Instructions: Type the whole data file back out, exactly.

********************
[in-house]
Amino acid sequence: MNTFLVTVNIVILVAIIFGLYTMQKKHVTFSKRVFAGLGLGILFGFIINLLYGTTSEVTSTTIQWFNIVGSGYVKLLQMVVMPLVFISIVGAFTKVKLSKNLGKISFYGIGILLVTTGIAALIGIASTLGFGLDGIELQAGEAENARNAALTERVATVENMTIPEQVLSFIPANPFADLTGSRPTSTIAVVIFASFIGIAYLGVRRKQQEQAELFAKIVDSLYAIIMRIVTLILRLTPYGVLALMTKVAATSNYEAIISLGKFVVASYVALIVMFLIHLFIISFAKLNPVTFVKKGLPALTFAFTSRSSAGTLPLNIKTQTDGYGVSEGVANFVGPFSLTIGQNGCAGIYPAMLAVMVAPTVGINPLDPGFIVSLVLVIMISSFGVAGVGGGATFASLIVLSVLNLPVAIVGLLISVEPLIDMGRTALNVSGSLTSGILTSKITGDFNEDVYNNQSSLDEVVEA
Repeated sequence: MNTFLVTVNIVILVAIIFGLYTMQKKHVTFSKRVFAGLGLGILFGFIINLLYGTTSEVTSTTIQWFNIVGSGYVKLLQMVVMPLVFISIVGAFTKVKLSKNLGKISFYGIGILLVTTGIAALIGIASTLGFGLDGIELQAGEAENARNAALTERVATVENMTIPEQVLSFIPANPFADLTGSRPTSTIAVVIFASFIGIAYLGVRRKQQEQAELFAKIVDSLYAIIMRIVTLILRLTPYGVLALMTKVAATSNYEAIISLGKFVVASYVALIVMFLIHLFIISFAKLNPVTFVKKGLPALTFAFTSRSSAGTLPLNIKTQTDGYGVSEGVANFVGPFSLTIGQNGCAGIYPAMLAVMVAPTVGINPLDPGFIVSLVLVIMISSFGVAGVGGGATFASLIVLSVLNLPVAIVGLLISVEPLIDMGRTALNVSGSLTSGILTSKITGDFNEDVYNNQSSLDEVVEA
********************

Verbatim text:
[in-house]
Amino acid sequence: MNTFLVTVNIVILVAIIFGLYTMQKKHVTFSKRVFAGLGLGILFGFIINLLYGTTSEVTSTTIQWFNIVGSGYVKLLQMVVMPLVFISIVGAFTKVKLSKNLGKISFYGIGILLVTTGIAALIGIASTLGFGLDGIELQAGEAENARNAALTERVATVENMTIPEQVLSFIPANPFADLTGSRPTSTIAVVIFASFIGIAYLGVRRKQQEQAELFAKIVDSLYAIIMRIVTLILRLTPYGVLALMTKVAATSNYEAIISLGKFVVASYVALIVMFLIHLFIISFAKLNPVTFVKKGLPALTFAFTSRSSAGTLPLNIKTQTDGYGVSEGVANFVGPFSLTIGQNGCAGIYPAMLAVMVAPTVGINPLDPGFIVSLVLVIMISSFGVAGVGGGATFASLIVLSVLNLPVAIVGLLISVEPLIDMGRTALNVSGSLTSGILTSKITGDFNEDVYNNQSSLDEVVEA
Repeated sequence: MNTFLVTVNIVILVAIIFGLYTMQKKHVTFSKRVFAGLGLGILFGFIINLLYGTTSEVTSTTIQWFNIVGSGYVKLLQMVVMPLVFISIVGAFTKVKLSKNLGKISFYGIGILLVTTGIAALIGIASTLGFGLDGIELQAGEAENARNAALTERVATVENMTIPEQVLSFIPANPFADLTGSRPTSTIAVVIFASFIGIAYLGVRRKQQEQAELFAKIVDSLYAIIMRIVTLILRLTPYGVLALMTKVAATSNYEAIISLGKFVVASYVALIVMFLIHLFIISFAKLNPVTFVKKGLPALTFAFTSRSSAGTLPLNIKTQTDGYGVSEGVANFVGPFSLTIGQNGCAGIYPAMLAVMVAPTVGINPLDPGFIVSLVLVIMISSFGVAGVGGGATFASLIVLSVLNLPVAIVGLLISVEPLIDMGRTALNVSGSLTSGILTSKITGDFNEDVYNNQSSLDEVVEA